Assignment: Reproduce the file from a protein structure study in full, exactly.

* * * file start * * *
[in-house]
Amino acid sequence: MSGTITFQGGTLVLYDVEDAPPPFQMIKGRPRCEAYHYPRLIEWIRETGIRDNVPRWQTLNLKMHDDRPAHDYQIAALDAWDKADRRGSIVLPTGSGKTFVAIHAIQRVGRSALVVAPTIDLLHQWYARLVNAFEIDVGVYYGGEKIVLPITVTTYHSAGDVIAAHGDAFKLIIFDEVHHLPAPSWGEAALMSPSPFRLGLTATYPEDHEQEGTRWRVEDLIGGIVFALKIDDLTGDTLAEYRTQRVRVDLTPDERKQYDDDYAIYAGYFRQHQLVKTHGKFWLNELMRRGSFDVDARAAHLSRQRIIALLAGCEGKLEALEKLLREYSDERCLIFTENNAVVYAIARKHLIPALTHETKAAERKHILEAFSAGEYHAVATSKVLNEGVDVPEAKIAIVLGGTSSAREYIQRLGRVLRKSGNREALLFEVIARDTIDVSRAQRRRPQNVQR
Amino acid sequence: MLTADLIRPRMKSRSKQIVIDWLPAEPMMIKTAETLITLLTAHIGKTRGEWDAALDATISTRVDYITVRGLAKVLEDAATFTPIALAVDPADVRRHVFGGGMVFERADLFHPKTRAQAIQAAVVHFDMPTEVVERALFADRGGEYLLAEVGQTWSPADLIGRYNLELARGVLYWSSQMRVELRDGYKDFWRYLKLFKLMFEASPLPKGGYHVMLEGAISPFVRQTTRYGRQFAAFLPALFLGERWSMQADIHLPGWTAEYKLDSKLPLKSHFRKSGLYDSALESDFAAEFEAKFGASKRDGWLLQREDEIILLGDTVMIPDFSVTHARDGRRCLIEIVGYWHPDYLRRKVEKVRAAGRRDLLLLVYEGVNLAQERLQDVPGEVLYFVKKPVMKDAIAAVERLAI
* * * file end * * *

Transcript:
[in-house]
Amino acid sequence: MSGTITFQGGTLVLYDVEDAPPPFQMIKGRPRCEAYHYPRLIEWIRETGIRDNVPRWQTLNLKMHDDRPAHDYQIAALDAWDKADRRGSIVLPTGSGKTFVAIHAIQRVGRSALVVAPTIDLLHQWYARLVNAFEIDVGVYYGGEKIVLPITVTTYHSAGDVIAAHGDAFKLIIFDEVHHLPAPSWGEAALMSPSPFRLGLTATYPEDHEQEGTRWRVEDLIGGIVFALKIDDLTGDTLAEYRTQRVRVDLTPDERKQYDDDYAIYAGYFRQHQLVKTHGKFWLNELMRRGSFDVDARAAHLSRQRIIALLAGCEGKLEALEKLLREYSDERCLIFTENNAVVYAIARKHLIPALTHETKAAERKHILEAFSAGEYHAVATSKVLNEGVDVPEAKIAIVLGGTSSAREYIQRLGRVLRKSGNREALLFEVIARDTIDVSRAQRRRPQNVQR
Amino acid sequence: MLTADLIRPRMKSRSKQIVIDWLPAEPMMIKTAETLITLLTAHIGKTRGEWDAALDATISTRVDYITVRGLAKVLEDAATFTPIALAVDPADVRRHVFGGGMVFERADLFHPKTRAQAIQAAVVHFDMPTEVVERALFADRGGEYLLAEVGQTWSPADLIGRYNLELARGVLYWSSQMRVELRDGYKDFWRYLKLFKLMFEASPLPKGGYHVMLEGAISPFVRQTTRYGRQFAAFLPALFLGERWSMQADIHLPGWTAEYKLDSKLPLKSHFRKSGLYDSALESDFAAEFEAKFGASKRDGWLLQREDEIILLGDTVMIPDFSVTHARDGRRCLIEIVGYWHPDYLRRKVEKVRAAGRRDLLLLVYEGVNLAQERLQDVPGEVLYFVKKPVMKDAIAAVERLAI